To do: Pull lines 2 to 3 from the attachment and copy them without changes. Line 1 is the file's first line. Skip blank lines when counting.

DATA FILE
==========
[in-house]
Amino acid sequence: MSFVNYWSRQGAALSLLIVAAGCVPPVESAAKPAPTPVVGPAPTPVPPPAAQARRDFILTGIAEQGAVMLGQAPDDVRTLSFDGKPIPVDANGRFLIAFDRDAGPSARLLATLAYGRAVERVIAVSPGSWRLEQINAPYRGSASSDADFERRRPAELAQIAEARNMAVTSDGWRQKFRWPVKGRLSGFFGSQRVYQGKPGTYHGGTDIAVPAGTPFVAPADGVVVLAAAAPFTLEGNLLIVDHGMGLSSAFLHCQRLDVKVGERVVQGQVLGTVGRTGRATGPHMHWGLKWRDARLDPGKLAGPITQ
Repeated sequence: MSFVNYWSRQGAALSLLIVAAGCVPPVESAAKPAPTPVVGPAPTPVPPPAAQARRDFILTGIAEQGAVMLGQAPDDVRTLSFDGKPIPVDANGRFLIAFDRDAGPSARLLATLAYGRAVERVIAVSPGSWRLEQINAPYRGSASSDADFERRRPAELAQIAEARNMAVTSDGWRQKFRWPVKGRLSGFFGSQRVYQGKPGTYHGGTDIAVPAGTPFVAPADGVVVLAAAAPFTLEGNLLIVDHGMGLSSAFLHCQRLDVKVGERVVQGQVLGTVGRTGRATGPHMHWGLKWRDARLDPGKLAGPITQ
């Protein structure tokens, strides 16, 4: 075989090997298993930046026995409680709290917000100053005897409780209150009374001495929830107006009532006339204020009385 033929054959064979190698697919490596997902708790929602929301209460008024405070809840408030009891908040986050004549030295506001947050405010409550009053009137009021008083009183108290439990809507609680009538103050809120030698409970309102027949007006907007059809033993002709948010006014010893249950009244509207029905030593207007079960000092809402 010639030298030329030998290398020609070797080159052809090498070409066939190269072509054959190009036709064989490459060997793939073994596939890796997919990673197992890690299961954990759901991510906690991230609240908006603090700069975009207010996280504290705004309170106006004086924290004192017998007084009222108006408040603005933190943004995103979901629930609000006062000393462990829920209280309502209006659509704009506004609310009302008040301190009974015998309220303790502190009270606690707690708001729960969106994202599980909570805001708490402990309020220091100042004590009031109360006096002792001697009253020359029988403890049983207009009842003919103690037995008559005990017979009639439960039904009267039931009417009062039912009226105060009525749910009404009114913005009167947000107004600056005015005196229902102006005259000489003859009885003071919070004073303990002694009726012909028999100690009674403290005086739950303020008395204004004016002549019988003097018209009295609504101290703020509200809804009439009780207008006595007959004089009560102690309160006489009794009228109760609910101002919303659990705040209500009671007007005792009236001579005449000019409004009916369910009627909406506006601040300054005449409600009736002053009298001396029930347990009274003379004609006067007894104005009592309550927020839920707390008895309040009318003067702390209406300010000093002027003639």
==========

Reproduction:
Amino acid sequence: MSFVNYWSRQGAALSLLIVAAGCVPPVESAAKPAPTPVVGPAPTPVPPPAAQARRDFILTGIAEQGAVMLGQAPDDVRTLSFDGKPIPVDANGRFLIAFDRDAGPSARLLATLAYGRAVERVIAVSPGSWRLEQINAPYRGSASSDADFERRRPAELAQIAEARNMAVTSDGWRQKFRWPVKGRLSGFFGSQRVYQGKPGTYHGGTDIAVPAGTPFVAPADGVVVLAAAAPFTLEGNLLIVDHGMGLSSAFLHCQRLDVKVGERVVQGQVLGTVGRTGRATGPHMHWGLKWRDARLDPGKLAGPITQ
Repeated sequence: MSFVNYWSRQGAALSLLIVAAGCVPPVESAAKPAPTPVVGPAPTPVPPPAAQARRDFILTGIAEQGAVMLGQAPDDVRTLSFDGKPIPVDANGRFLIAFDRDAGPSARLLATLAYGRAVERVIAVSPGSWRLEQINAPYRGSASSDADFERRRPAELAQIAEARNMAVTSDGWRQKFRWPVKGRLSGFFGSQRVYQGKPGTYHGGTDIAVPAGTPFVAPADGVVVLAAAAPFTLEGNLLIVDHGMGLSSAFLHCQRLDVKVGERVVQGQVLGTVGRTGRATGPHMHWGLKWRDARLDPGKLAGPITQ